Woman laughing at flower shop | Shopify Retail blogSpeaking of rewards, Gen Z demands a different approach to rewards and their pacing. As Adweek puts it: “brand loyalty for Gen Z is less about a ‘program’ and more about how the brand experience aligns directly with their lives.”

Consumers today aren’t interested in jumping through hoops or complying with strict requirements to earn points and, ultimately, rewards. That means it’s on retailers to shake up their approach to how you put loyalty programs into practice.

These are the must-haves for a successful, forward-looking customer loyalty program:

  • Diversify how customers earn rewards. Offer points both when customers spend money and when they engage with your brand to drive interactions and loyalty that’s more meaningful than a simple transaction.
  • Offer incremental rewards. Millennials and Gen Z are all about the instant gratification so incremental rewards concentrated toward the beginning of the loyalty timeline will help keep customers engaged with the program.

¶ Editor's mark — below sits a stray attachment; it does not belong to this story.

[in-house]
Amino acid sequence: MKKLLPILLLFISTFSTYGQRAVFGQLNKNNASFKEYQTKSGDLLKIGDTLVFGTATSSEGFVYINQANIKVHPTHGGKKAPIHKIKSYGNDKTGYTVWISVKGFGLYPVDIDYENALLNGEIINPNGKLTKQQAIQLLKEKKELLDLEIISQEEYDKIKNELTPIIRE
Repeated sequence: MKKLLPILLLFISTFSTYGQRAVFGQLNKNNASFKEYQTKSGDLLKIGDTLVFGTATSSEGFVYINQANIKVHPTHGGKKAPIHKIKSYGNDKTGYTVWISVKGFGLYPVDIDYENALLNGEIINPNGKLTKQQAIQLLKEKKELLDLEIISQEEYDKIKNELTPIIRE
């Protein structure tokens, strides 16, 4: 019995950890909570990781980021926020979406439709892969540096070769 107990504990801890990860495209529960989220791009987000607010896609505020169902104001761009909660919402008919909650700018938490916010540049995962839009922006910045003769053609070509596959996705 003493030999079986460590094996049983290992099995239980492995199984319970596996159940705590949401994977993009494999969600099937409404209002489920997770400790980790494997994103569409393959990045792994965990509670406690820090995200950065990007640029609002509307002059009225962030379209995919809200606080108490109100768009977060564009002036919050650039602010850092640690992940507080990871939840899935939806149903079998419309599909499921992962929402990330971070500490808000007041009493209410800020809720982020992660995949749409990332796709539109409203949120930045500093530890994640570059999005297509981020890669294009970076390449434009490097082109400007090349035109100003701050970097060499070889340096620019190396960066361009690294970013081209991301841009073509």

• Get rid of one-size-fits-all rewards. This goes back to our chat on personalization earlier — use it to tailor rewards that speak to each customer.
  • Rethink your rewards. Younger consumers aren’t driven by discounts and free products alone. They value experiences and social responsibility, so take that into account when choosing the rewards you offer.

Key Mistakes to Avoid in Your Store’s Loyalty Program